Taking a break
Making the most of open season

Property tax battle brewing in Texas

House_proptax2 Complaints about property taxes are nothing new. I've whined myself about our annual bill, although I must admit that this year it's a little less painful.

The crying this time, though, is not by the usual irked homeowner fighting a real estate assessment.

It's a Central Texas school district that is refusing to pay its portion of property taxes to the state in order to help fund other school systems.

Dubbed "Robin Hood" by critics, the 1993 law requires districts that have high property values relative to their student populations to share some of their local tax money with districts that have lower values per student.

That just isn't sitting well with the folks in Wimberley, a small, property-rich community south of Austin.

According to the Austin American-Statesman, "The Wimberley school district has flatly refused to remit $3.2 million in property tax revenue due to the state, saying the amount is 'excessive and in violation of state law and constitutional provisions.'"

Objections to the law are not new. Other districts have gone to court over it. But in this case, Wimberley school trustees say they need the money more than less wealthy school systems.

Wimberley officials told the newspaper that they "struggled to find room in their budget this year for repairs to district buildings and education supplies before deciding to withhold the school finance payment."

You can read the full story here (free registration required) and see the official Wimberley resolution refusing to pay by clicking here.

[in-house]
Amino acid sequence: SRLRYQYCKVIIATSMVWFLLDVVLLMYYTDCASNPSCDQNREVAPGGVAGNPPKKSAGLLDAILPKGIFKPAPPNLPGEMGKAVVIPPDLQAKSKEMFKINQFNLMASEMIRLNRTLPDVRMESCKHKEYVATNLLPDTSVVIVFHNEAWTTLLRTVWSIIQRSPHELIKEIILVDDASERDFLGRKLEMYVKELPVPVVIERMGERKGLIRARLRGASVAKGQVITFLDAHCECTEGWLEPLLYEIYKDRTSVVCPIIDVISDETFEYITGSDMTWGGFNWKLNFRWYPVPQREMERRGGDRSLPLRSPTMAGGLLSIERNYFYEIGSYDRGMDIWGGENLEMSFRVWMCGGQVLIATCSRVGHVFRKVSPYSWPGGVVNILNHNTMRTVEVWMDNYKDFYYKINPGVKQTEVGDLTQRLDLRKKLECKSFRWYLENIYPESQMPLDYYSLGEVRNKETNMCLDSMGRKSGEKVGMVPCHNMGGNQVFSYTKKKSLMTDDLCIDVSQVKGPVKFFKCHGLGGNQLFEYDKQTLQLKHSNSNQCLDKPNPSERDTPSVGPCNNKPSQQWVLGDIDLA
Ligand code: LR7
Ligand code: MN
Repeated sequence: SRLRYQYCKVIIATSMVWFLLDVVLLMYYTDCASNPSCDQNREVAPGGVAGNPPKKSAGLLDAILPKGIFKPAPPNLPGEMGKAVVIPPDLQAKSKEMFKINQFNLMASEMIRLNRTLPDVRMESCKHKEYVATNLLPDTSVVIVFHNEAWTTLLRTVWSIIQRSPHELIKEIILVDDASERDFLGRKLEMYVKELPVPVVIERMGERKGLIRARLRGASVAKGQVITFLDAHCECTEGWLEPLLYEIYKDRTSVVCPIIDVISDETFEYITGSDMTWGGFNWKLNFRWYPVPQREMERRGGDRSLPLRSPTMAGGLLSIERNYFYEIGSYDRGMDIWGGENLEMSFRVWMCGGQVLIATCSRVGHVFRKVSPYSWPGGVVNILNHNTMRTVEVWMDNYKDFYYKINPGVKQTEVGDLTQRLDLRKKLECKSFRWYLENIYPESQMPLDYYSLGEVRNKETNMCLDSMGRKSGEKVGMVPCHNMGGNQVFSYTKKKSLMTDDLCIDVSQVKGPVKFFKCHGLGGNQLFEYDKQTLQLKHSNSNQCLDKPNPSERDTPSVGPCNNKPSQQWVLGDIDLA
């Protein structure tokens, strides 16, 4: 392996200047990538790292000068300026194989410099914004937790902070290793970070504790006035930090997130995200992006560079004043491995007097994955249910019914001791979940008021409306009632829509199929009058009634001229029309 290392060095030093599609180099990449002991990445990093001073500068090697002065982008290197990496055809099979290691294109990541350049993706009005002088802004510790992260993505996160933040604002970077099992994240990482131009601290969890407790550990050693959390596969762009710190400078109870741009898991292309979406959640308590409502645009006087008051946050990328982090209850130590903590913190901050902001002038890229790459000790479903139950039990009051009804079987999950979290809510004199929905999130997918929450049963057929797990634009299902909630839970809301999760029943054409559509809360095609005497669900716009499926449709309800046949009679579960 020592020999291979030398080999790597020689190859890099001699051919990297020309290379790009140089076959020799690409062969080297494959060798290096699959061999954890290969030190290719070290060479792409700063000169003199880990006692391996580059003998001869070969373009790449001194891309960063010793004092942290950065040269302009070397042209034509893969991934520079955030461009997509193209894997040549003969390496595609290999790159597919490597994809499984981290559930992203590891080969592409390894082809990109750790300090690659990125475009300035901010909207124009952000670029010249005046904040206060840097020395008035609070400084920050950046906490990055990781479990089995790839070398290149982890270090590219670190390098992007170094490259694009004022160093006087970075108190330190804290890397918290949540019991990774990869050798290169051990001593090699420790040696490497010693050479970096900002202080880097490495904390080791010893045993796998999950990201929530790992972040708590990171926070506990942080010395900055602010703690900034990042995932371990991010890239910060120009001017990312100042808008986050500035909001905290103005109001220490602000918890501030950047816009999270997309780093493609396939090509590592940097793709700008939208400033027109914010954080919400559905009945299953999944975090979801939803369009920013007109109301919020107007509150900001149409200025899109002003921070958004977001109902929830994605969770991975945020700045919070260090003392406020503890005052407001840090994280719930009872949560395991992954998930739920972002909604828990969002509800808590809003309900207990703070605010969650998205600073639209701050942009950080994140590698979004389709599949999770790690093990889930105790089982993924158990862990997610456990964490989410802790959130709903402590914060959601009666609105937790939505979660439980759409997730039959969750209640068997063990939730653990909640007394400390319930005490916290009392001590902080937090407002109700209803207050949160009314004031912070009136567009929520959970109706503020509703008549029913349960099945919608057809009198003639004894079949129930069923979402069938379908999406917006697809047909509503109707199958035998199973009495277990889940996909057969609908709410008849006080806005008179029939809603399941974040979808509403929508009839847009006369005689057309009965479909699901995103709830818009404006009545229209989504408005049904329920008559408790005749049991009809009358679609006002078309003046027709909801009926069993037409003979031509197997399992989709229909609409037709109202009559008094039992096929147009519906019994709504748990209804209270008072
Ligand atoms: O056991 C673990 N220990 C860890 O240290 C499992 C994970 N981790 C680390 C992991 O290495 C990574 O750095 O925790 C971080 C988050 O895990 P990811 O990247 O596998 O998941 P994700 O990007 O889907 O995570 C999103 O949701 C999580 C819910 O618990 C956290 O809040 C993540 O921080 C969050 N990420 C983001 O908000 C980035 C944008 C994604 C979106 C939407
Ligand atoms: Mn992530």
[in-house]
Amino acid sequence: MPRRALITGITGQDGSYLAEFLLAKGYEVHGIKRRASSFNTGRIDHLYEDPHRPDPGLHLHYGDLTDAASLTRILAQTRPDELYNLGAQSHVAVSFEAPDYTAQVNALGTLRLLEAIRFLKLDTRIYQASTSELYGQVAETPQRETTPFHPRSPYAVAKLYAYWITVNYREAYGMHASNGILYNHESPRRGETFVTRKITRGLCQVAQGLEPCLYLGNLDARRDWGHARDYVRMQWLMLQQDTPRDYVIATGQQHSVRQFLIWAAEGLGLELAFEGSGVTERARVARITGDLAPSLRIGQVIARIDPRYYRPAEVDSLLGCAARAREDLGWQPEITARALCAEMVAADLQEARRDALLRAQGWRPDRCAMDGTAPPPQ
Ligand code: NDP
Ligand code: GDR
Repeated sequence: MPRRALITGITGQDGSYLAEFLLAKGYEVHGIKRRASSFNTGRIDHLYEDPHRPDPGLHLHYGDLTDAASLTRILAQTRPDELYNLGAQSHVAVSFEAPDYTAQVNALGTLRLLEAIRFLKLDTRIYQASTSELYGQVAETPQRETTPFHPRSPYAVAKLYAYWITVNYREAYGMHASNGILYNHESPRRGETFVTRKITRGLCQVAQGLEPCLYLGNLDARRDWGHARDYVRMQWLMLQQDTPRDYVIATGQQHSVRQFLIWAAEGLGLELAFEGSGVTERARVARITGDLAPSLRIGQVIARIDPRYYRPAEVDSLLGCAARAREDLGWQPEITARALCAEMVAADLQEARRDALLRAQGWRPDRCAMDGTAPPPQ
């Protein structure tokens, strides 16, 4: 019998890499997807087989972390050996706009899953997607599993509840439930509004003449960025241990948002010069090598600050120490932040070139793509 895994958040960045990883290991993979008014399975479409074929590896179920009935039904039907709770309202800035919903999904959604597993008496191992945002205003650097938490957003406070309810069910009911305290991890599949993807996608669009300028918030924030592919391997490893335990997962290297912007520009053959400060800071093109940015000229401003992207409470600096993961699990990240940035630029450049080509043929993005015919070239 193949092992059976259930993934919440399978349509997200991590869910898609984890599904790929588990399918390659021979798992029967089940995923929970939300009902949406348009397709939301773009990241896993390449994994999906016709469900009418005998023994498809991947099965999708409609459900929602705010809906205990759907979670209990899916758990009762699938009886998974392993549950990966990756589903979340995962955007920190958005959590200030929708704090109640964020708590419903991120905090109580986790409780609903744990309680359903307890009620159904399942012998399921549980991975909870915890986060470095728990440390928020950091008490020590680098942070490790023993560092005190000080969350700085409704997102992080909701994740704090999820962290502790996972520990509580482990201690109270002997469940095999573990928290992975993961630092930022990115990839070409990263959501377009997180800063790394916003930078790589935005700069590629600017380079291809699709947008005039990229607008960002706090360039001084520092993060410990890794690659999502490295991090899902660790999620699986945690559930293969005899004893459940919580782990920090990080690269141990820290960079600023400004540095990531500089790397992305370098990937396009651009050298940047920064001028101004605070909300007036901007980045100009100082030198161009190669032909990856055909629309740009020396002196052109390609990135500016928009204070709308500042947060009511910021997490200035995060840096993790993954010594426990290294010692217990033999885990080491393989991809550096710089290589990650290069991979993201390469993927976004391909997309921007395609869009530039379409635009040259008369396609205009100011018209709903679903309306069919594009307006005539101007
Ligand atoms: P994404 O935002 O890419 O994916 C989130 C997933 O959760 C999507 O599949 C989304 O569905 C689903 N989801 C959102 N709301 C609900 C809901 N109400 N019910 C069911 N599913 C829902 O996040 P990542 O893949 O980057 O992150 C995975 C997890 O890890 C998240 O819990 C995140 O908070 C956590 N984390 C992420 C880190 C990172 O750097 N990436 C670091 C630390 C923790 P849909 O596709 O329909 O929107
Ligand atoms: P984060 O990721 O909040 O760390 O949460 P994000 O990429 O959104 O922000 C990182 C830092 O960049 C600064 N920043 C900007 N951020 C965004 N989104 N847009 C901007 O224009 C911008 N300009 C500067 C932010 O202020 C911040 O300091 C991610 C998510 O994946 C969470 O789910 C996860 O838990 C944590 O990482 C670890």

Steamed about your property taxes? As mentioned in this previous blog, the Tax Foundation compiles data that can help you see if your complaining  is warranted when you compare your bill to property tax payers in other jurisdictions. Click here for a look at 2006 property taxes on owner occupied housing by U.S. county.


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As I understand it (in this earlier blog post: http://dontmesswithtaxes.typepad.com/dont_mess_with_taxes/2006/05/the_fifth_times.html), Robin Hood remains; it just is no longer funded completely by property taxes, which was the problem because, school districts argued, they had to set the highest possible rate to meet their needs and the shared fund amount, too. When other taxes were added (e.g., the new business tax), school districts across the state dropped their tax rate. Of course, in a few years, they'll all be at the top again and I'm sure we'll start this battle once again.


Ha! I think I need my property tax money more than my local school district does, too. I think I'll refuse to pay and take 'em to court. Thanks for the idea!

Seriously, I'd be opposed to the measure too. But laws are laws. I don't even have kids and I pay ridiculous property taxes in Dallas. So be it. At least we have no state income tax. Yee-haw!


I thought Robin Hood was ruled unconstitutional a few years back and is the reason why Perry had to call 3 special sessions one summer. I thought that is why we have the high taxes on tobacco and the state wide property tax code.

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